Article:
I'm working on the development of some massively on-line education material (whether massively online open courseware is a good thing is a different question, but if it is going to happen, we might as well try to get in early and do it well
). I'm creating content for an entire materials science undergraduate curriculum. The most important part of the content involves computation, visualization, and problem-solving. The students build up a solution by solving a set of sub-problems and then incorporate all of the solutions into something that is meaningful, and hopefully, satisfying to them. Because the solutions to the subproblems are interdependent, I have to provide a mechanism for showing a solution and allow them to proceed to the end of the lesson. If I just provide the solution carte blanche, the student doesn't get the benefit and satisfaction of solving it themselves. Thus, there are two competing factors: 1) force the students to struggle a bit and learn by doing so, 2) provide content that permits them to get to the end and hopefully recognize the beauty of completing a complicated problem.
I've rolled out some of this content in the form of "master classes on materials science problem solving" and have had a chance to observe how students interact with the content. (these are the observations that lead to the monstrosity of code that is posted above
). Here is the crononlogy:
(1) In my first iteration, I asked them to solve a subproblem and then provided the solution in a closed group. Students now are used to being fed immediate content and as soon as the problems became challenging, they would just open the content and accept it as "the solution". The opportunity to teach by doing was a lost.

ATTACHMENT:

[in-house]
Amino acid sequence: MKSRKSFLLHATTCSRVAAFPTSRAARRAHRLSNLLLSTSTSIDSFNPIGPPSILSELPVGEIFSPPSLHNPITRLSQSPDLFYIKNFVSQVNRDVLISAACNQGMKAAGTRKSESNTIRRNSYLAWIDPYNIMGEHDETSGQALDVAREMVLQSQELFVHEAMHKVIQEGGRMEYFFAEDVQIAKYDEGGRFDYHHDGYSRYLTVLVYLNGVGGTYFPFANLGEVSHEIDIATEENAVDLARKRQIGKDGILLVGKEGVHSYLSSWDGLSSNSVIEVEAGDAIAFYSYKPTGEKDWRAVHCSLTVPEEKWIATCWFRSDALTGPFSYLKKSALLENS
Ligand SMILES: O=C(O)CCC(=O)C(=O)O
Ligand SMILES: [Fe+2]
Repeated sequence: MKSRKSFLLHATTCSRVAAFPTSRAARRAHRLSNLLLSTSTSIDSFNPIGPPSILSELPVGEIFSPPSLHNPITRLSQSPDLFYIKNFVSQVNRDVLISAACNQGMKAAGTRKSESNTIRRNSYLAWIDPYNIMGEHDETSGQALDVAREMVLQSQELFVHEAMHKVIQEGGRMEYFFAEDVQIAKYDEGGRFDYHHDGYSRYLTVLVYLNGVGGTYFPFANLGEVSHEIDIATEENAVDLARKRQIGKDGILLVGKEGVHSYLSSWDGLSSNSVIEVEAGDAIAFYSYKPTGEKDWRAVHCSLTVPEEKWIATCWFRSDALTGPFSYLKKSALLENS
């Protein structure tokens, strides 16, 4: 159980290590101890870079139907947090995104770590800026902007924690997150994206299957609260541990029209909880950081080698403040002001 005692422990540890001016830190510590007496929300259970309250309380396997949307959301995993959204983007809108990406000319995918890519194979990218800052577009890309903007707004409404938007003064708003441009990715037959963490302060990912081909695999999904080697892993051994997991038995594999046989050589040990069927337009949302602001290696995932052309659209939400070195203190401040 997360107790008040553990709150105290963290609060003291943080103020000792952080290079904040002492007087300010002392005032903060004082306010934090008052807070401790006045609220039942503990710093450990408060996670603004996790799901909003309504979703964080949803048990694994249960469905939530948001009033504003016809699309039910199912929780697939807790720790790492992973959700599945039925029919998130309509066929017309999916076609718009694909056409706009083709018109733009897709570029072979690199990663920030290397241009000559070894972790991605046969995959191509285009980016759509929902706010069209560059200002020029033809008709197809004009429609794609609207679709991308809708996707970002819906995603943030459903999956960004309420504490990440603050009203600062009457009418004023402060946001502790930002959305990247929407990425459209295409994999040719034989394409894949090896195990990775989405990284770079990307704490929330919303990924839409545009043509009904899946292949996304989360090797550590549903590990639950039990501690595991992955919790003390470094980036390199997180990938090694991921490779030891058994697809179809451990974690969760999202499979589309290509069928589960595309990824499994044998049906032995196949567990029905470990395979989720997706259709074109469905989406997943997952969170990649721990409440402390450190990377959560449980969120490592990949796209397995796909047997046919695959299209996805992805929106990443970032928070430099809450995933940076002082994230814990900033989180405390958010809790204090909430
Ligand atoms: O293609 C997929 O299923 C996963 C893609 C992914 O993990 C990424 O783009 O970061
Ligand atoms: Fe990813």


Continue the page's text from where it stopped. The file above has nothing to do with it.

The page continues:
(2) In my second iteration, I attempted to create some small barrier to "just clicking and not thinking". I ask them to work out a subproblem, and I put my solutions into a separate .m file. Each of the files was encoded---the students had to go find the encryption key to display the solution. Initially, the solutions appeared in the content notebook, but I evolved to having each subproblem's solution appear in a separate notebook. This would allow easy comparison between their solution and mine. Here is what happened, with the entire solution dumped onto the screen and they weren't paying much attention to the content and solution development. They were trying their own solutions, but they weren't getting the full benefit of learning my solutions.
(3) Third iteration: In an attempt to have the students read and follow the logic of a developed solution, I had each substep of the solution appear in a dialog with a button. Clicking the button dumped that substep into a developing notebook. This worked better, but I found a fraction of students would just look for the button and not the solution. I had to find a way to slow them down.
(4) Thus, the fourth iteration is what you see here
. I'll adopt John's solution to put up signposts (think Burma shave). I'll also need to adapt John's previous solution
to this pause technique for material that contains evaluatable expressions.